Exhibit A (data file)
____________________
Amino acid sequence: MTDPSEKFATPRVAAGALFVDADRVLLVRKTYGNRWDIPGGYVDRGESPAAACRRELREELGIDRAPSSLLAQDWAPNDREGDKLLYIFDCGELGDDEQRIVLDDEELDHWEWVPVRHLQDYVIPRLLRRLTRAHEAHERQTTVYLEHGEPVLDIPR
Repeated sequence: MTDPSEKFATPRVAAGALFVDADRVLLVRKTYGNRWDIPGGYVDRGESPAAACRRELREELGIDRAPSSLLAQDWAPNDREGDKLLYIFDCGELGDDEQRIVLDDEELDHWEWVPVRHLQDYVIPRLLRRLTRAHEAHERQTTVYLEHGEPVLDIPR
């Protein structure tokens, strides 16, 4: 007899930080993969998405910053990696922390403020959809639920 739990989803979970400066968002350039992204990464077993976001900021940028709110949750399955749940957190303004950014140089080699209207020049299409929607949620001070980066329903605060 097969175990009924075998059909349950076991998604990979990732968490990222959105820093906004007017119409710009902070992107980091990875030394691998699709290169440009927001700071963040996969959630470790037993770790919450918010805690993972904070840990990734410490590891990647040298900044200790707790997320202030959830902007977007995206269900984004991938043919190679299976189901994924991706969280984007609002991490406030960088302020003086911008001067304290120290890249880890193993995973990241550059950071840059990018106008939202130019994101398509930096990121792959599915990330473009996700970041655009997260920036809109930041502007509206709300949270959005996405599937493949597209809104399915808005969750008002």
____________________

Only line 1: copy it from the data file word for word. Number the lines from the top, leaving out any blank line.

Amino acid sequence: MTDPSEKFATPRVAAGALFVDADRVLLVRKTYGNRWDIPGGYVDRGESPAAACRRELREELGIDRAPSSLLAQDWAPNDREGDKLLYIFDCGELGDDEQRIVLDDEELDHWEWVPVRHLQDYVIPRLLRRLTRAHEAHERQTTVYLEHGEPVLDIPR